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ACS Chem Biol. 2014 Mar 21;9(3):692-702. doi: 10.1021/cb400759d. Epub 2014 Jan 3.

Ligand-independent and tissue-selective androgen receptor inhibition by pyrvinium.

Author information

1
Department of Molecular Pharmacology, ‡Department of Molecular Medicine, Beckman Research Institute, City of Hope National Medical Center , Duarte, California 91010, United States of America.

Abstract

Pyrvinium pamoate (PP) is a potent noncompetitive inhibitor of the androgen receptor (AR). Using a novel method of target identification, we demonstrate that AR is a direct target of PP in prostate cancer cells. We demonstrate that PP inhibits AR activity via the highly conserved DNA binding domain (DBD), the only AR inhibitor that functions via this domain. Furthermore, computational modeling predicts that pyrvinium binds at the interface of the DBD dimer and the minor groove of the AR response element. Because PP acts through the DBD, PP is able to inhibit the constitutive activity of AR splice variants, which are thought to contribute to the growth of castration resistant prostate cancer (CRPC). PP also inhibits androgen-independent AR activation by HER2 kinase. The antiandrogen activity of pyrvinium manifests in the ability to inhibit the in vivo growth of CRPC xenografts that express AR splice variants. Interestingly, PP was most potent in cells with endogenous AR expression derived from prostate or bone. PP was able to inhibit several other hormone nuclear receptors (NRs) but not structurally unrelated transcription factors. PP inhibition of other NRs was similarly cell-type selective. Using dual-energy X-ray absorptiometry, we demonstrate that the cell-type specificity of PP manifests in tissue-selective inhibition of AR activity in mice, as PP decreases prostate weight and bone mineral density but does not affect lean body mass. Our results suggest that the noncompetitive AR inhibitor pyrvinium has significant potential to treat CRPC, including cancers driven by ligand-independent AR signaling.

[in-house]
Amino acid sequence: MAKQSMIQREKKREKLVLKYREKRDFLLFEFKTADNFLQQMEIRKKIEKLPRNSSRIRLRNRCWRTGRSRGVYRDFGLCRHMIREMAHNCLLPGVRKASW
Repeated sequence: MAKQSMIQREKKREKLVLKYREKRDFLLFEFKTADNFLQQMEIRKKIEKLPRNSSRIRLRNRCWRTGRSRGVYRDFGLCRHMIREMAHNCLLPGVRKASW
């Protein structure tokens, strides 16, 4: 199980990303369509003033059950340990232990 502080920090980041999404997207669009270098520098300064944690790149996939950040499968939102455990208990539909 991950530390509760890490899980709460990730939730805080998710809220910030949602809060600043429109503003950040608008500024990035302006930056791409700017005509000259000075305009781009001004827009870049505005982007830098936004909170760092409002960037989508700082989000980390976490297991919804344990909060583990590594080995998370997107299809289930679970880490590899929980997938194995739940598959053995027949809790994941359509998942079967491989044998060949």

PMID:
24354286
PMCID:
PMC3962707
DOI:
10.1021/cb400759d
[Indexed for MEDLINE]
Free PMC Article

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